When you hire a new employee, you put him or her through extensive training, not only on the responsibilities of the new position, but also on your company’s history, values and culture. But what about your freelance talent?
Freelancers play a huge role in business. In fact, nearly a third of U.S. workers operate on a freelance basis -- and that number keeps growing. Consequently, freelancers are likely already playing an increasingly important role in your business model. This means that you are finding it vital to bring them deeper into the fold and engage them in a way that helps them act as ambassadors for your brand.
Yet, many companies fall short of this task. They view their interactions with freelancers as merely transactional. And this is a mistake.
If someone is producing work for your company, he or she shouldn’t be a stranger to you or your business but rather feel inspired by your mission and values and feel as much a member of your team as your 9-to-5 employees.
Nor will you be on a one-way street. Building relationships with freelancers has benefits for your business, as well:
- Promotion. Freelancers who align and engage with your vision will go out of their way to be ambassadors for your brand, even when they’re not actively working with you.
- Networking. Freelancers are constantly networking and searching for their next gig. Their constant connecting could bring interesting people your way.
- Consistency. When you build a solid connection with freelancers, they will be more enthusiastic about working with you regularly and delivering outstanding work. They'll also be more familiar with your brand, which will save time on hiring and lend consistency to your tone and goals.
So, how do you build these solid relationships? You can’t reap the above benefits without doing a certain amount of due diligence. And that starts with ensuring that you and your team can articulate your company’s values, messaging and brand voice. If you’re not clear on these things, your freelancers certainly won’t be.
Once you start actively looking for potential freelancers, give that mission the same consideration you'd give to hiring potential full-time employees. Ask questions to gain insight into whether these individuals understand your business model and why they want to work for you. Try to gauge whether they have a desire to work for you beyond simply paying the bills. If not, they likely won’t be able to consistently meet and exceed your goals.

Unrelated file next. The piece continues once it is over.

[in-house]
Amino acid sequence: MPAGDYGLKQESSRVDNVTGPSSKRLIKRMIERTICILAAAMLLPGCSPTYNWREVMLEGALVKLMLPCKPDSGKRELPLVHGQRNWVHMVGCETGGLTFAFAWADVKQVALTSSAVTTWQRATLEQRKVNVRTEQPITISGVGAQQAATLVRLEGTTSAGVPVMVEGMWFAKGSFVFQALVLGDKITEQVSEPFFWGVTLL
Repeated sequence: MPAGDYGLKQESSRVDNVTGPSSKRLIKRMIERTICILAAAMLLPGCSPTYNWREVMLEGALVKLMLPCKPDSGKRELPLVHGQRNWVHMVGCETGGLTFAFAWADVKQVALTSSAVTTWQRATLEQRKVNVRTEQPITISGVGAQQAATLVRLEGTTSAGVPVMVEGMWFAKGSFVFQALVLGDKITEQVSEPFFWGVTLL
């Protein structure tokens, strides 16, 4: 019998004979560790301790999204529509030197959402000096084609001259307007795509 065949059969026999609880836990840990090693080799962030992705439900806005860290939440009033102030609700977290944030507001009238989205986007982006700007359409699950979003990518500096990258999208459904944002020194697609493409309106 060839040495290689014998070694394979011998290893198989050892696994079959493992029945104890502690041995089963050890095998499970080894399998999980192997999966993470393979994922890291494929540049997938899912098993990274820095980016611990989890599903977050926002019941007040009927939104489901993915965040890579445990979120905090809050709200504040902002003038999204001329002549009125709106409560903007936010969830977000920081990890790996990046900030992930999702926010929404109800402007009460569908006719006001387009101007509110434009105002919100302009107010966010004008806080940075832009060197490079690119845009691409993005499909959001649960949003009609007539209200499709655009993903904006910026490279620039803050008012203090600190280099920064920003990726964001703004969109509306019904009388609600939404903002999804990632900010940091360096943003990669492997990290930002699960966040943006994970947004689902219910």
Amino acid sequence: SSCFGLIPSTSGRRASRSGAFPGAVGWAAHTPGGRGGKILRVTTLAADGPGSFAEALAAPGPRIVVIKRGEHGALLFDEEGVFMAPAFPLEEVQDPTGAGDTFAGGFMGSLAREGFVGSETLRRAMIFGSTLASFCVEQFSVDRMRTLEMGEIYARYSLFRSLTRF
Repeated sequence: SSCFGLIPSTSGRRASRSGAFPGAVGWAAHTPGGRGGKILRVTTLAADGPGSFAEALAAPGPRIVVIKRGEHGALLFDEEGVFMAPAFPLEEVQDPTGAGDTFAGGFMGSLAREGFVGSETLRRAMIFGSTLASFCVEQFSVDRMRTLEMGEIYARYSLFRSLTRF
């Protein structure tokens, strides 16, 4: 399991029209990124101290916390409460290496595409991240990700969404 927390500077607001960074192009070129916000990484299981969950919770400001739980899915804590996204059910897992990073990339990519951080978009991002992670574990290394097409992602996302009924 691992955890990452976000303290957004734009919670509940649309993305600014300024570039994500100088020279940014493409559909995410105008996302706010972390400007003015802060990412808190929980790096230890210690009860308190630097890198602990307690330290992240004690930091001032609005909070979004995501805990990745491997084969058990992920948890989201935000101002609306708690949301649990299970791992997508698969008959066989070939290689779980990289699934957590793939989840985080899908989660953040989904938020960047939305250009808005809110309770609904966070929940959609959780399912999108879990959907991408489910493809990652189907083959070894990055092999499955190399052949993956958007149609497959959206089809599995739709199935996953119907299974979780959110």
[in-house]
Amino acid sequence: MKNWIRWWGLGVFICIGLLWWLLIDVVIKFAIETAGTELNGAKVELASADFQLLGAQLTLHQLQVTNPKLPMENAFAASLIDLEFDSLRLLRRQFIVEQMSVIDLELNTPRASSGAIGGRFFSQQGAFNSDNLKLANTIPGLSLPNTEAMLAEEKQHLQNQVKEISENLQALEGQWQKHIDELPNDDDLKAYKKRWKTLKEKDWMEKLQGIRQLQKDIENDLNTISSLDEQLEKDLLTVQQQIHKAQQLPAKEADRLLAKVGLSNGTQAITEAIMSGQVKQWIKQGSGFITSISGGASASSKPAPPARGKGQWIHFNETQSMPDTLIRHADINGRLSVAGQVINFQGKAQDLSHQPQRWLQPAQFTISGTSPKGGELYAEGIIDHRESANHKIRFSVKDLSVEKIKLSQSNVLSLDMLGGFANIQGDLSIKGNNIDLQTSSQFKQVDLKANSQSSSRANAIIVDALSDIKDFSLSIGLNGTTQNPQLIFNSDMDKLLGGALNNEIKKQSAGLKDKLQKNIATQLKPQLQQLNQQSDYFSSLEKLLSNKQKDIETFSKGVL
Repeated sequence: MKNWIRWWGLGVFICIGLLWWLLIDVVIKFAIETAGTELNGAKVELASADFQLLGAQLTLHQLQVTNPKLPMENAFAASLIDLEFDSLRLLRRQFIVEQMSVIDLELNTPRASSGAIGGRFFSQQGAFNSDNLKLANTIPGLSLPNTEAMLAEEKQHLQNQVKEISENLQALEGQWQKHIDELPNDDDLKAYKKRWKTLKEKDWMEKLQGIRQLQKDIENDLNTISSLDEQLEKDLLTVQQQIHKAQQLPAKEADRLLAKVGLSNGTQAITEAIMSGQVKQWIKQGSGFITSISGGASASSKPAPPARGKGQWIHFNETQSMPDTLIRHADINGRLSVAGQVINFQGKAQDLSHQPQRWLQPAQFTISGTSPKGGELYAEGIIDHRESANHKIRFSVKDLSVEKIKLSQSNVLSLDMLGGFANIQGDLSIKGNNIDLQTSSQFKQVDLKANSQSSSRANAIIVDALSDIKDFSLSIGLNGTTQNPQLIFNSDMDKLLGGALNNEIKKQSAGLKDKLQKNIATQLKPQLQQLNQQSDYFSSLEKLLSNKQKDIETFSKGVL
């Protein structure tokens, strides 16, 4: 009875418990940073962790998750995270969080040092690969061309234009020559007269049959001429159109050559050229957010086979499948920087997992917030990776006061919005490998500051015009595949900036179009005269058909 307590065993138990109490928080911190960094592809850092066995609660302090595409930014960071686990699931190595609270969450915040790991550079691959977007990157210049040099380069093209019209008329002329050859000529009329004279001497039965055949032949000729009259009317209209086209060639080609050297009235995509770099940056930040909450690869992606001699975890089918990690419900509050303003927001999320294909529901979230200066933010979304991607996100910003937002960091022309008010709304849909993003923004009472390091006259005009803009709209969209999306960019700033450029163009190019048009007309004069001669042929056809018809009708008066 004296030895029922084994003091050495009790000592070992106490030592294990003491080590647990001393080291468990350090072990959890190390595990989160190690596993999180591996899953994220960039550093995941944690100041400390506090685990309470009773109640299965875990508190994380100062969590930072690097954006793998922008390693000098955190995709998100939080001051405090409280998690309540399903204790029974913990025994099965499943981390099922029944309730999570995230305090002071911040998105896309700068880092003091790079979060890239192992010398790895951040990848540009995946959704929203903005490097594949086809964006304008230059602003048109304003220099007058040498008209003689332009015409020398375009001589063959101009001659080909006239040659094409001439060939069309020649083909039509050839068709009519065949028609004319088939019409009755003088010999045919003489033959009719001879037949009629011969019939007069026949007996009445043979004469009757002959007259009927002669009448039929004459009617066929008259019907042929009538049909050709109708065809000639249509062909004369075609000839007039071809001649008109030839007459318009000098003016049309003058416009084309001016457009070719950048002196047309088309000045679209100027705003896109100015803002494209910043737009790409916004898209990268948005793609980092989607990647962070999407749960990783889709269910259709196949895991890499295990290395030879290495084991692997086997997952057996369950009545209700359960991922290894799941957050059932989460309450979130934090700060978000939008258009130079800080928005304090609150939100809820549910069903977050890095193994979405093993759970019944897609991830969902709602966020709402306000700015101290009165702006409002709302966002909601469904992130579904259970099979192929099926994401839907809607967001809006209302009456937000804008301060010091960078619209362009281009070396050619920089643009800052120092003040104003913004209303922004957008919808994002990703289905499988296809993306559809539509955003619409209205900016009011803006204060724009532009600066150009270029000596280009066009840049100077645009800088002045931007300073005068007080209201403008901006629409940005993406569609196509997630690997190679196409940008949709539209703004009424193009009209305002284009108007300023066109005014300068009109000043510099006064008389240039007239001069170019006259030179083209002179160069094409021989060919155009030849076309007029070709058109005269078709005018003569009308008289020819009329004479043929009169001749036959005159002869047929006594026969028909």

Finally, the hiring phase isn’t the final step of the process. What is, is making freelancers feel like part of the family. So, once you've vetted freelancers and hired the ones who are a great fit for your company, here's how to make them feel like an important part of the team:
1. Provide a company email address.
Once they’ve been sufficiently vetted, giving freelancers a company email address is an easy way to show that you trust them and makes them feel like valued, integrated teammates.
2. Give them a byline.
Giving freelancers public credit for their work shows that you value their contributions. This is especially powerful for your blog and other client-facing materials.
3. Keep them in the loop.
If you’ve just closed a funding round, developed a new product, changed prices or released any other news, let your freelancers know! Not being in the know about important events or milestones is a surefire way to make your freelancers feel as though they’re not valued members of your team.
4. Give them gear.
Do you have logo-embossed shirts? Hats? Sunglasses? Anything you’ve given your in-house employees should also be shared with your freelancers. This goes for marketing materials, such as business cards, as well. You can even give them fliers, coupons, samples and other swag that they can hand out at conferences and events.
Your freelancers may not be around the office all the time, but they’re still a vital part of your operation. When you let them know that you value their contributions, they’ll repay you with more passion for your cause and their very best work -- and they’ll be more willing to be a hard-working ambassador for your brand.